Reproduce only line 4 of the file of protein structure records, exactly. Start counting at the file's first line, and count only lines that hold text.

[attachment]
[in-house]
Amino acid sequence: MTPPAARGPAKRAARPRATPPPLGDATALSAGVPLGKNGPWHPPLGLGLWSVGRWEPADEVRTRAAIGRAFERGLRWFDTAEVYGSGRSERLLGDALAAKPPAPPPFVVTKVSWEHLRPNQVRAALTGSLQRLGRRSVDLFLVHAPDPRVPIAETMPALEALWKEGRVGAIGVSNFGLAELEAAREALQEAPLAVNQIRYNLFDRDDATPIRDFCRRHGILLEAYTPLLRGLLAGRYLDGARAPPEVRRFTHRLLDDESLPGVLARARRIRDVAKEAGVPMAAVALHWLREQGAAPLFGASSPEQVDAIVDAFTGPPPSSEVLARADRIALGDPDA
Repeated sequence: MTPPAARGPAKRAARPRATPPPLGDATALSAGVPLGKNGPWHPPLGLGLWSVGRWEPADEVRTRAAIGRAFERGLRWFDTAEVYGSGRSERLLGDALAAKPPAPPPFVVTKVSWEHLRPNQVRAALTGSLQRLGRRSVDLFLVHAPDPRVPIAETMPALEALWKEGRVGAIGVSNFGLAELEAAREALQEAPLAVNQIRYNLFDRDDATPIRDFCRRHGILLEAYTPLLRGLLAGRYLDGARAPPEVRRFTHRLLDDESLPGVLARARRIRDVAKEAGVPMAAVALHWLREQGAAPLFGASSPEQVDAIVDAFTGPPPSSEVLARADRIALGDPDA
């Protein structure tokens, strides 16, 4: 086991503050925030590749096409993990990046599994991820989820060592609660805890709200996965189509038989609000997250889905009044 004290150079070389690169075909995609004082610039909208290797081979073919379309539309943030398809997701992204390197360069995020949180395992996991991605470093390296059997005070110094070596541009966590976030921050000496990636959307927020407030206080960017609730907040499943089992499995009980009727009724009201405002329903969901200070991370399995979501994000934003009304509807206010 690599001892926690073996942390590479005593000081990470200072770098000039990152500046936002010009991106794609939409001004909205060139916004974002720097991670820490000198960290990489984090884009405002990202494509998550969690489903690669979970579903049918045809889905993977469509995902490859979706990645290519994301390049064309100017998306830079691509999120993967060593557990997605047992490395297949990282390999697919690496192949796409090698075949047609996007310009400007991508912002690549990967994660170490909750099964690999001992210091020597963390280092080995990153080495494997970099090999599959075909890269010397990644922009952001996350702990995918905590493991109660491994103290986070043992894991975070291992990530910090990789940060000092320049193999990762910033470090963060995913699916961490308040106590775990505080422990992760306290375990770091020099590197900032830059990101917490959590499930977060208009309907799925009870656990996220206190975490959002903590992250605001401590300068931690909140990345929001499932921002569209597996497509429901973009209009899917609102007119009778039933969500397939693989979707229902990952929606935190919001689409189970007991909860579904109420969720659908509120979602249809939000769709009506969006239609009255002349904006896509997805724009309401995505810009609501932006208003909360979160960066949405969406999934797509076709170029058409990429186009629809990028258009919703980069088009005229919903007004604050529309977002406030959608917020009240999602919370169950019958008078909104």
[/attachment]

């Protein structure tokens, strides 16, 4: 086991503050925030590749096409993990990046599994991820989820060592609660805890709200996965189509038989609000997250889905009044 004290150079070389690169075909995609004082610039909208290797081979073919379309539309943030398809997701992204390197360069995020949180395992996991991605470093390296059997005070110094070596541009966590976030921050000496990636959307927020407030206080960017609730907040499943089992499995009980009727009724009201405002329903969901200070991370399995979501994000934003009304509807206010 690599001892926690073996942390590479005593000081990470200072770098000039990152500046936002010009991106794609939409001004909205060139916004974002720097991670820490000198960290990489984090884009405002990202494509998550969690489903690669979970579903049918045809889905993977469509995902490859979706990645290519994301390049064309100017998306830079691509999120993967060593557990997605047992490395297949990282390999697919690496192949796409090698075949047609996007310009400007991508912002690549990967994660170490909750099964690999001992210091020597963390280092080995990153080495494997970099090999599959075909890269010397990644922009952001996350702990995918905590493991109660491994103290986070043992894991975070291992990530910090990789940060000092320049193999990762910033470090963060995913699916961490308040106590775990505080422990992760306290375990770091020099590197900032830059990101917490959590499930977060208009309907799925009870656990996220206190975490959002903590992250605001401590300068931690909140990345929001499932921002569209597996497509429901973009209009899917609102007119009778039933969500397939693989979707229902990952929606935190919001689409189970007991909860579904109420969720659908509120979602249809939000769709009506969006239609009255002349904006896509997805724009309401995505810009609501932006208003909360979160960066949405969406999934797509076709170029058409990429186009629809990028258009919703980069088009005229919903007004604050529309977002406030959608917020009240999602919370169950019958008078909104």